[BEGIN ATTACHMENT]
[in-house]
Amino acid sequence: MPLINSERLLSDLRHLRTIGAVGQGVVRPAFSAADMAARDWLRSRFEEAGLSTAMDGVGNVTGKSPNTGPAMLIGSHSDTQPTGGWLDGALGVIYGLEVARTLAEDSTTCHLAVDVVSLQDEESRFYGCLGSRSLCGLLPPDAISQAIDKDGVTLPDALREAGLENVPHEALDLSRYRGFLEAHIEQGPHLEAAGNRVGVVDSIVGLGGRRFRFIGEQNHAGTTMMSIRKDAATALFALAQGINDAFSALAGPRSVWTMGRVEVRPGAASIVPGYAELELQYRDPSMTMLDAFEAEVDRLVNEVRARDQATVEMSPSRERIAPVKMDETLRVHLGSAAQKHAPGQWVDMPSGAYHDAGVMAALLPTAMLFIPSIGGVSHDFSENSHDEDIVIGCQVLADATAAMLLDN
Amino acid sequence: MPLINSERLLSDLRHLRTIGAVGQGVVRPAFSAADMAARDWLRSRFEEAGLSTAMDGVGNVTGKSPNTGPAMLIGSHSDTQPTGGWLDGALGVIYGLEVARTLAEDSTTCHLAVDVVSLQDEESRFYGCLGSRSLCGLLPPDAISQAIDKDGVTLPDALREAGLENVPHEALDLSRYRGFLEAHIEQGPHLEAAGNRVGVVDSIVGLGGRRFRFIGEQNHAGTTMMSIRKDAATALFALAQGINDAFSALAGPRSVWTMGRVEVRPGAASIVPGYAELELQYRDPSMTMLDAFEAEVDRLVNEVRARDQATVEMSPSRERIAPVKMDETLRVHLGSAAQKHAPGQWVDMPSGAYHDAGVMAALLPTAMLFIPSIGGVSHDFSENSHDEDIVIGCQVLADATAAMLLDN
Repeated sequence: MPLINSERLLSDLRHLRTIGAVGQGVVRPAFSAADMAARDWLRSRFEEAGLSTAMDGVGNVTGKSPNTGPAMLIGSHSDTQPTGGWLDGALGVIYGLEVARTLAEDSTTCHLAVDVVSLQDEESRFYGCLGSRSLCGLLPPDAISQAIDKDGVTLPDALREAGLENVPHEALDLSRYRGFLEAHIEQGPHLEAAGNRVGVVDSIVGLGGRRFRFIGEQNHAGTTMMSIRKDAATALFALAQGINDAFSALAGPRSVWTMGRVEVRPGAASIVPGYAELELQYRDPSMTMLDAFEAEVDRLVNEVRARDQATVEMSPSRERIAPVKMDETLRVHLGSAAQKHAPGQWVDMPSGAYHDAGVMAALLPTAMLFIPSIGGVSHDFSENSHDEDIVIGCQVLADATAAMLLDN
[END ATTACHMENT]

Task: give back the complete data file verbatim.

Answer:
[in-house]
Amino acid sequence: MPLINSERLLSDLRHLRTIGAVGQGVVRPAFSAADMAARDWLRSRFEEAGLSTAMDGVGNVTGKSPNTGPAMLIGSHSDTQPTGGWLDGALGVIYGLEVARTLAEDSTTCHLAVDVVSLQDEESRFYGCLGSRSLCGLLPPDAISQAIDKDGVTLPDALREAGLENVPHEALDLSRYRGFLEAHIEQGPHLEAAGNRVGVVDSIVGLGGRRFRFIGEQNHAGTTMMSIRKDAATALFALAQGINDAFSALAGPRSVWTMGRVEVRPGAASIVPGYAELELQYRDPSMTMLDAFEAEVDRLVNEVRARDQATVEMSPSRERIAPVKMDETLRVHLGSAAQKHAPGQWVDMPSGAYHDAGVMAALLPTAMLFIPSIGGVSHDFSENSHDEDIVIGCQVLADATAAMLLDN
Amino acid sequence: MPLINSERLLSDLRHLRTIGAVGQGVVRPAFSAADMAARDWLRSRFEEAGLSTAMDGVGNVTGKSPNTGPAMLIGSHSDTQPTGGWLDGALGVIYGLEVARTLAEDSTTCHLAVDVVSLQDEESRFYGCLGSRSLCGLLPPDAISQAIDKDGVTLPDALREAGLENVPHEALDLSRYRGFLEAHIEQGPHLEAAGNRVGVVDSIVGLGGRRFRFIGEQNHAGTTMMSIRKDAATALFALAQGINDAFSALAGPRSVWTMGRVEVRPGAASIVPGYAELELQYRDPSMTMLDAFEAEVDRLVNEVRARDQATVEMSPSRERIAPVKMDETLRVHLGSAAQKHAPGQWVDMPSGAYHDAGVMAALLPTAMLFIPSIGGVSHDFSENSHDEDIVIGCQVLADATAAMLLDN
Repeated sequence: MPLINSERLLSDLRHLRTIGAVGQGVVRPAFSAADMAARDWLRSRFEEAGLSTAMDGVGNVTGKSPNTGPAMLIGSHSDTQPTGGWLDGALGVIYGLEVARTLAEDSTTCHLAVDVVSLQDEESRFYGCLGSRSLCGLLPPDAISQAIDKDGVTLPDALREAGLENVPHEALDLSRYRGFLEAHIEQGPHLEAAGNRVGVVDSIVGLGGRRFRFIGEQNHAGTTMMSIRKDAATALFALAQGINDAFSALAGPRSVWTMGRVEVRPGAASIVPGYAELELQYRDPSMTMLDAFEAEVDRLVNEVRARDQATVEMSPSRERIAPVKMDETLRVHLGSAAQKHAPGQWVDMPSGAYHDAGVMAALLPTAMLFIPSIGGVSHDFSENSHDEDIVIGCQVLADATAAMLLDN